The number of people in temporary accommodation has been rising steadily since December 2011, according to a Parliamentary briefing paper published last month. Out of the 98,300 households in temporary accommodation in June 2020, 64% (62,670 households) were placed in temporary accommodation by London local authorities. The number of families with children placed in B&B-style accommodation increased from 630 at the end of March 2010 to 1,440 at the end of June 2020, but this was 58% lower than a peak in September 2016.

Adam Higgins, co-founder of Manchester based property developers Capital & Centric, says that despite a boom in new-build apartments in town and city centres over the past decade, securing funding for these projects often proves difficult. He says most developers have to go to banks, who insist on a huge chunk of properties being pre-sold, before construction, to reduce their risk. Many families aren’t keen on buying a home that hasn’t even been built, so investors, often from overseas, tend to buy these up instead. As a country that has been comparatively stable, both politically and economically, Britain’s property market is an attractive place for rich investors from countries like China, Russia and Saudi Arabia to park their assets, safe from the clutches of authorities at home.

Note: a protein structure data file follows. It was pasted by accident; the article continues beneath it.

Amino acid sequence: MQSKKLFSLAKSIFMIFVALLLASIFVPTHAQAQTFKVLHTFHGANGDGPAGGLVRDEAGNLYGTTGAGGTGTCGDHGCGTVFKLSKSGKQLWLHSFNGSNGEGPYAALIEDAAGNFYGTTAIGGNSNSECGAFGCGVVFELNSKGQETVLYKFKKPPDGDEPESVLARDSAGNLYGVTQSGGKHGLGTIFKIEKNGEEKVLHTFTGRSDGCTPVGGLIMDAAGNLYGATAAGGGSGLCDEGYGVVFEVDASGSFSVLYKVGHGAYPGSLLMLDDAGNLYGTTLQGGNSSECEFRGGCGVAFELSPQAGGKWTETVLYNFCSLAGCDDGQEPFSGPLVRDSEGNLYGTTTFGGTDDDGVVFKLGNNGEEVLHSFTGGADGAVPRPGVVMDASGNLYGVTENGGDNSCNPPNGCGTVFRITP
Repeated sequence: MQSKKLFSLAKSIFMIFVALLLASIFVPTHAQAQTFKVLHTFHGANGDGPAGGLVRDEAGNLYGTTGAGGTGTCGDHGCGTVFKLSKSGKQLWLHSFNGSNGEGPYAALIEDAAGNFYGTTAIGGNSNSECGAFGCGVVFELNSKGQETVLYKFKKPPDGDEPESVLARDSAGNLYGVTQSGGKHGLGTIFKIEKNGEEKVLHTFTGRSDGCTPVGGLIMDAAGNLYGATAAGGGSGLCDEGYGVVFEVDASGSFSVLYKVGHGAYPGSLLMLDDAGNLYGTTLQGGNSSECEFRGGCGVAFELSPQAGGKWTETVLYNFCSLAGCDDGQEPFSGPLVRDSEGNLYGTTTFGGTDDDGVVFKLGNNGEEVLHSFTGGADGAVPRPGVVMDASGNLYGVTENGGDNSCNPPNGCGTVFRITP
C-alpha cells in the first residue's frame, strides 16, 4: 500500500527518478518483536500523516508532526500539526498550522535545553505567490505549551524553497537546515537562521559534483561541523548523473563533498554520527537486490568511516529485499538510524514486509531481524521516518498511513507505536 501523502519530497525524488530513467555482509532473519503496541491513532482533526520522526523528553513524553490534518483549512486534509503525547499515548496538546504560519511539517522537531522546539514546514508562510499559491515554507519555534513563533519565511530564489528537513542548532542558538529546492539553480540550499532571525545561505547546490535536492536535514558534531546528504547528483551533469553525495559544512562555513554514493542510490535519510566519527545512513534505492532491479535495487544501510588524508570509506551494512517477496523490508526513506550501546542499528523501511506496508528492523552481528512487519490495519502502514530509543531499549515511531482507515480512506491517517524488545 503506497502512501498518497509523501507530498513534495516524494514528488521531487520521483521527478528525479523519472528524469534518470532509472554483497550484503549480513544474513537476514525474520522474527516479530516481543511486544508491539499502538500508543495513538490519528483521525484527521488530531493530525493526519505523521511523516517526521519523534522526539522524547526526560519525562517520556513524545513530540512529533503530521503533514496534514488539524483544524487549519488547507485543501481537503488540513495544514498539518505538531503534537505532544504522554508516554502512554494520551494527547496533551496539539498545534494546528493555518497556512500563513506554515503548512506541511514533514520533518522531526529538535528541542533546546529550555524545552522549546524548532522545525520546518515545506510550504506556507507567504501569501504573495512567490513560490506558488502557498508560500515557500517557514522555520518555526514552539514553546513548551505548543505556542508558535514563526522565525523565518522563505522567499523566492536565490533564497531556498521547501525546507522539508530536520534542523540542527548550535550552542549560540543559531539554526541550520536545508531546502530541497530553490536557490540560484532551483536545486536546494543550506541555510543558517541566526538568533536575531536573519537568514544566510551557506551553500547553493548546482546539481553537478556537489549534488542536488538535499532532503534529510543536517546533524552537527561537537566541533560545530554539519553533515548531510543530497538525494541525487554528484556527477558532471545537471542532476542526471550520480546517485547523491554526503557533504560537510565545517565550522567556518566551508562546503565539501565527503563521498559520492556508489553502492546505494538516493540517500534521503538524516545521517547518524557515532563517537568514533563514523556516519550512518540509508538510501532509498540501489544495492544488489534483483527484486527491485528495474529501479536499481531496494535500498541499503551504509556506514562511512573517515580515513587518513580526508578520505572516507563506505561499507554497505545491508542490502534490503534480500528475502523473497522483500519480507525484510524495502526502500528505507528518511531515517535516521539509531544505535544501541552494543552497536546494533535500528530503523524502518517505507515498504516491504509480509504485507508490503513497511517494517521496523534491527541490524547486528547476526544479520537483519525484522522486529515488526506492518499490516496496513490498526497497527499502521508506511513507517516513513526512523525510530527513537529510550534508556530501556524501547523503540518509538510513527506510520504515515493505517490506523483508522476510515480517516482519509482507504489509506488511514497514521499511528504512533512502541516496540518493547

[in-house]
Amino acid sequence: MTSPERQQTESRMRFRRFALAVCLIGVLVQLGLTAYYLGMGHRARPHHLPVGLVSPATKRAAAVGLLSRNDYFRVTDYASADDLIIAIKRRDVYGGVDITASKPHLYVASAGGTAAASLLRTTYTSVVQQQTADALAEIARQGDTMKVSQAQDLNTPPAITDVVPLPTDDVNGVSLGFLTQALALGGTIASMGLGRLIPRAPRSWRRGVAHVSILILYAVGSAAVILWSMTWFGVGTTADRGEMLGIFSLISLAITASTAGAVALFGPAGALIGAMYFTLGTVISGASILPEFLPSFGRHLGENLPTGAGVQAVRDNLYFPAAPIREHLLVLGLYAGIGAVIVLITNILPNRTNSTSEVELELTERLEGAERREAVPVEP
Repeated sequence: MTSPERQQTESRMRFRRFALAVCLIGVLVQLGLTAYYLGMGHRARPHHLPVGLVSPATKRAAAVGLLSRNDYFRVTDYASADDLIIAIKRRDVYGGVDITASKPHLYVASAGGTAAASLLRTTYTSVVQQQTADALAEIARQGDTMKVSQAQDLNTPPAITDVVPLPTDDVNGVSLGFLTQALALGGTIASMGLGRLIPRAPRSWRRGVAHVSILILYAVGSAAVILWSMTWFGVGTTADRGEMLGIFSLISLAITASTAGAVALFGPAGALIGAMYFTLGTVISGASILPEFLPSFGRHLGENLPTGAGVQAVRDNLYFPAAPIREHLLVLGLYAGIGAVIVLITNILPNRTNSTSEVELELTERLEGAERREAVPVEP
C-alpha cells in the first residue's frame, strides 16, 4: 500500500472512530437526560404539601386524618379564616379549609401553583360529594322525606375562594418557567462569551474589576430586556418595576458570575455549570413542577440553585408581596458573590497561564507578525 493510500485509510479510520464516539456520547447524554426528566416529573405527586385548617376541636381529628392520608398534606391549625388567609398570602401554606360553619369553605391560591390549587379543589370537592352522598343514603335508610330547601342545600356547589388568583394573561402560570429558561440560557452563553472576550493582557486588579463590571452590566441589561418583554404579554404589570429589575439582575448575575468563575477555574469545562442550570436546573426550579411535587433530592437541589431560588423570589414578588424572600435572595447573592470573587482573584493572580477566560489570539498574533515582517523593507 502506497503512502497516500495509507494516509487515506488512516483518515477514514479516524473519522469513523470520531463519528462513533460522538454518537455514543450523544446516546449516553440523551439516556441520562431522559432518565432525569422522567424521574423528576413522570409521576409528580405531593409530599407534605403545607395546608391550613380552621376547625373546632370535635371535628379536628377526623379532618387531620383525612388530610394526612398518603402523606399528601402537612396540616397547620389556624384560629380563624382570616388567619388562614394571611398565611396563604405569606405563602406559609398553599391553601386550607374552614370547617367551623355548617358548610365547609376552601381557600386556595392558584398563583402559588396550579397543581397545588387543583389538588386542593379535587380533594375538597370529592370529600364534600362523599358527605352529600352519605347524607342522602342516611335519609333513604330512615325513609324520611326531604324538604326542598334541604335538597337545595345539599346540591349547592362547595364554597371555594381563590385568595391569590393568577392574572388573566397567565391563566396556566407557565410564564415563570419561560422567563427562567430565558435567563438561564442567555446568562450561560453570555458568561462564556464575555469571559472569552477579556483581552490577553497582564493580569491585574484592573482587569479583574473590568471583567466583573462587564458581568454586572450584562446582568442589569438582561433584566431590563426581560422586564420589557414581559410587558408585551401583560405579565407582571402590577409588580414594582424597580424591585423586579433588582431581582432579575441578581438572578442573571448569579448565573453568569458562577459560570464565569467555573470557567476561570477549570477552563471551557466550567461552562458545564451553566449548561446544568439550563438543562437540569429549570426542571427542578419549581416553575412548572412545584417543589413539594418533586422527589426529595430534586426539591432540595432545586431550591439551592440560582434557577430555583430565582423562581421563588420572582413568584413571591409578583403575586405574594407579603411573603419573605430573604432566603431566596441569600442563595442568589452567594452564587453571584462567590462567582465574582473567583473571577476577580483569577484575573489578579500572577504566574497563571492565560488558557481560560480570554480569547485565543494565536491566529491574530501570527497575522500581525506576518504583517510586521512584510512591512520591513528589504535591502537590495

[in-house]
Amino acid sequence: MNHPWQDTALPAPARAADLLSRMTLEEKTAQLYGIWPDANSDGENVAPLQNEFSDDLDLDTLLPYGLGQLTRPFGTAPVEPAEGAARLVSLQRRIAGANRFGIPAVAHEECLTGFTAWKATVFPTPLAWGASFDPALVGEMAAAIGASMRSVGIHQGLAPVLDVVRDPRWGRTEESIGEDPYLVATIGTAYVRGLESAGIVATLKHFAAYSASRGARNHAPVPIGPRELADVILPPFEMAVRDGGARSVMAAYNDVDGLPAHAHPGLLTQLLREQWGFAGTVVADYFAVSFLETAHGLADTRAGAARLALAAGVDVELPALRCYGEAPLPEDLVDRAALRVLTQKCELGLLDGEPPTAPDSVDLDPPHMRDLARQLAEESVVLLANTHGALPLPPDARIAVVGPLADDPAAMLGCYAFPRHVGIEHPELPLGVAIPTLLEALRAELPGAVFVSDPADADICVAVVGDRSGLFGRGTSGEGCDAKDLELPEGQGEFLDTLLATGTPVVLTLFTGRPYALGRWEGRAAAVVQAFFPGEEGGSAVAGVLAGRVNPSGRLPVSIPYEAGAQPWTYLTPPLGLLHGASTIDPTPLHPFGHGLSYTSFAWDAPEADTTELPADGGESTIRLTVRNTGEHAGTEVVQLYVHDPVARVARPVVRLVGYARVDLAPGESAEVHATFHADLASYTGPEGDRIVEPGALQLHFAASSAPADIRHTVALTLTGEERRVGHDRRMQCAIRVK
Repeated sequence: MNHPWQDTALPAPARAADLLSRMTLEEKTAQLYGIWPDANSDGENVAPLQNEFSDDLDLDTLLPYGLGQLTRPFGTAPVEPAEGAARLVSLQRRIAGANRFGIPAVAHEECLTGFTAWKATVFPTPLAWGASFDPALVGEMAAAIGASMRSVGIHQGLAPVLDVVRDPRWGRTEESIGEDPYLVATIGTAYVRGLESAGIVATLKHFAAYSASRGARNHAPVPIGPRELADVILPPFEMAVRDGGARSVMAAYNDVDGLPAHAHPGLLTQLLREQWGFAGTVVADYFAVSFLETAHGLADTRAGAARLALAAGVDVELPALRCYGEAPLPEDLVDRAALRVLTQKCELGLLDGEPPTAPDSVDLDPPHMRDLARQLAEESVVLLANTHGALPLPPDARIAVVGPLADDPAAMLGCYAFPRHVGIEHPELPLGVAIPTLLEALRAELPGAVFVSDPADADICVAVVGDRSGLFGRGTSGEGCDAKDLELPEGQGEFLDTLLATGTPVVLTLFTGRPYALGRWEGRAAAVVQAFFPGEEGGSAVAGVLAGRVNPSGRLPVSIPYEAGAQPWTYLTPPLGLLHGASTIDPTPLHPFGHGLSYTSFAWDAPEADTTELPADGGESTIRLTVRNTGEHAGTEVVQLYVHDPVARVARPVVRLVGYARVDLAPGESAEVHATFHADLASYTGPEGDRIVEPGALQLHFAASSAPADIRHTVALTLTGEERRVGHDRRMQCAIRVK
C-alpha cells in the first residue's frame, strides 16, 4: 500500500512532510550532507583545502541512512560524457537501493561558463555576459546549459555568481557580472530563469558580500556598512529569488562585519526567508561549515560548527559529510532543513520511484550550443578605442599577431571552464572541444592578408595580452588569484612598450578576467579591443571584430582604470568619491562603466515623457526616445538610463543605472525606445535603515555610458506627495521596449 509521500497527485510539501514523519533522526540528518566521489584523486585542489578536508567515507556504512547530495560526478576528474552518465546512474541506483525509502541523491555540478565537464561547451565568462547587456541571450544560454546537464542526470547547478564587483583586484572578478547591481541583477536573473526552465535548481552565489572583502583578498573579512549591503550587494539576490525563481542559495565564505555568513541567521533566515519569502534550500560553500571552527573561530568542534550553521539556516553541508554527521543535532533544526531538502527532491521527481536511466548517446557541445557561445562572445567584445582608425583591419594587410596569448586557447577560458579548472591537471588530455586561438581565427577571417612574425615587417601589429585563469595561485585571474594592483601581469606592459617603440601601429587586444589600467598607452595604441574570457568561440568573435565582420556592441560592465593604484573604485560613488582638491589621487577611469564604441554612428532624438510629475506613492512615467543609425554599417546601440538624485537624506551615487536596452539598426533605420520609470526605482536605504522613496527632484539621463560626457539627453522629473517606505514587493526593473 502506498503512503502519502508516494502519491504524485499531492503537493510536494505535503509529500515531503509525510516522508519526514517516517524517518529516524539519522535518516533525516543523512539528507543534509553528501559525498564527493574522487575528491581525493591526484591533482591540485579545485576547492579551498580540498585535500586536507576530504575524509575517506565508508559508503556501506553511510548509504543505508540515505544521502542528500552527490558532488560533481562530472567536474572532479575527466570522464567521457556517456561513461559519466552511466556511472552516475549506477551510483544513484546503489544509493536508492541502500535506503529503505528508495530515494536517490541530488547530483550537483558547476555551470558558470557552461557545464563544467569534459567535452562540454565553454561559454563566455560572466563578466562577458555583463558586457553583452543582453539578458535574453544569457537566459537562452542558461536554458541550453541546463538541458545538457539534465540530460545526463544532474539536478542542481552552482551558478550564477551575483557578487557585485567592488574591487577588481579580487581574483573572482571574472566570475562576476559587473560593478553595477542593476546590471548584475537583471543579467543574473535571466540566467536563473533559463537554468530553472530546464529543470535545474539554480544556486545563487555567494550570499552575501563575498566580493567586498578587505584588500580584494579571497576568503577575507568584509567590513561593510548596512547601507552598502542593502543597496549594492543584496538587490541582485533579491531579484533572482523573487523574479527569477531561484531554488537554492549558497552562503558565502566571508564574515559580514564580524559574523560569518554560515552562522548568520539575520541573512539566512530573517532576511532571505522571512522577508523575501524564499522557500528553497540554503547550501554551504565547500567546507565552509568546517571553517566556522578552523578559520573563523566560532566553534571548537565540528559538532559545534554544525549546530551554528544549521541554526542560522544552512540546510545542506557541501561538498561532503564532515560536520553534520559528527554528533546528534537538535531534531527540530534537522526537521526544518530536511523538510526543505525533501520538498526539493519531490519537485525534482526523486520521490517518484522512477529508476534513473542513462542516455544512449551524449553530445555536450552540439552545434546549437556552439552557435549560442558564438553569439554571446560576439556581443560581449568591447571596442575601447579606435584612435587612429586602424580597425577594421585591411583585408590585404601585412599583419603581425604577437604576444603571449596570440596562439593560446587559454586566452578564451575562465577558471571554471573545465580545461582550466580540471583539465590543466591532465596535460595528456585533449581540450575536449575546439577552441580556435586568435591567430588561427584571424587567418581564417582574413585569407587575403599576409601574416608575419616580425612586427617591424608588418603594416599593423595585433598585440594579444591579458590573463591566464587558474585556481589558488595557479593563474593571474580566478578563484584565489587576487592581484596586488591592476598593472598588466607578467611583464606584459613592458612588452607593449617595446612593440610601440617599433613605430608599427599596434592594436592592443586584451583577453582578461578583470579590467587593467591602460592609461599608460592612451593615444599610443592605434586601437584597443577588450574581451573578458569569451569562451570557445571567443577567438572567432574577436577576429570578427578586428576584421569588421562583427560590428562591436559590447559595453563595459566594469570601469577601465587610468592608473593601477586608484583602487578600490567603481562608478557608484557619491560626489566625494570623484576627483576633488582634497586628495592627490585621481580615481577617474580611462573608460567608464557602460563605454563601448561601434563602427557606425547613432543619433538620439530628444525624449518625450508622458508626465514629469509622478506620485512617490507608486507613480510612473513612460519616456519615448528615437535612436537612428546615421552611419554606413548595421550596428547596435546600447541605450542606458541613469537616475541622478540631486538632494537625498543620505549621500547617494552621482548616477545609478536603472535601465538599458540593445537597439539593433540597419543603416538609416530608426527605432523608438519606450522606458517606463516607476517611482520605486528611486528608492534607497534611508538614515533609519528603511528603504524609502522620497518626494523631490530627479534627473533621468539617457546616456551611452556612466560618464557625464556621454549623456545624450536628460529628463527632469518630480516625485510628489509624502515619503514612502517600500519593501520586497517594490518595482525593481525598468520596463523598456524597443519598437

With house prices continuing to rise overall, many aren’t fussed about renting these properties out and giving people a place to call home. Mr Higgins added: “We’ve done our own research – we think something like 76% of properties in the UK are being targeted at investors and only about 2% of apartments coming onto the market are being targeted specifically at owner occupiers. It has its place by the way, because without that I think there would be a lot less homes being built, which would ultimately put up the prices for everybody. It’s not necessarily a bad thing, I just don’t think there’s a very balanced approach.”

He added: “Any proceeds they do make from investing in housing stays in their own city, and that only really happens with owner occupiers. If you’ve got a building that’s sold to owner-occupiers they’re naturally going to take care of it. It’s going to be incredibly difficult to get these investors back to repair the windows or paint the walls or repair the roof.”

A Ministry of Housing and Local Government spokesperson told Metro.co.uk: “Reducing the number of households in temporary accommodation is a priority for this Government. This is why we are investing over £750 million to tackle homelessness and rough sleeping next year. Our Homelessness Reduction Act has helped over 270,000 households who were homeless or at risk of homelessness into more permanent accommodation, since it came into force in 2018. We have given councils strong powers and incentives to tackle empty properties, including the power to increase council tax by up to 200%  – rising to 300% next year. They also receive the same New Homes Bonus for bringing an empty home back into use as for building a new one.”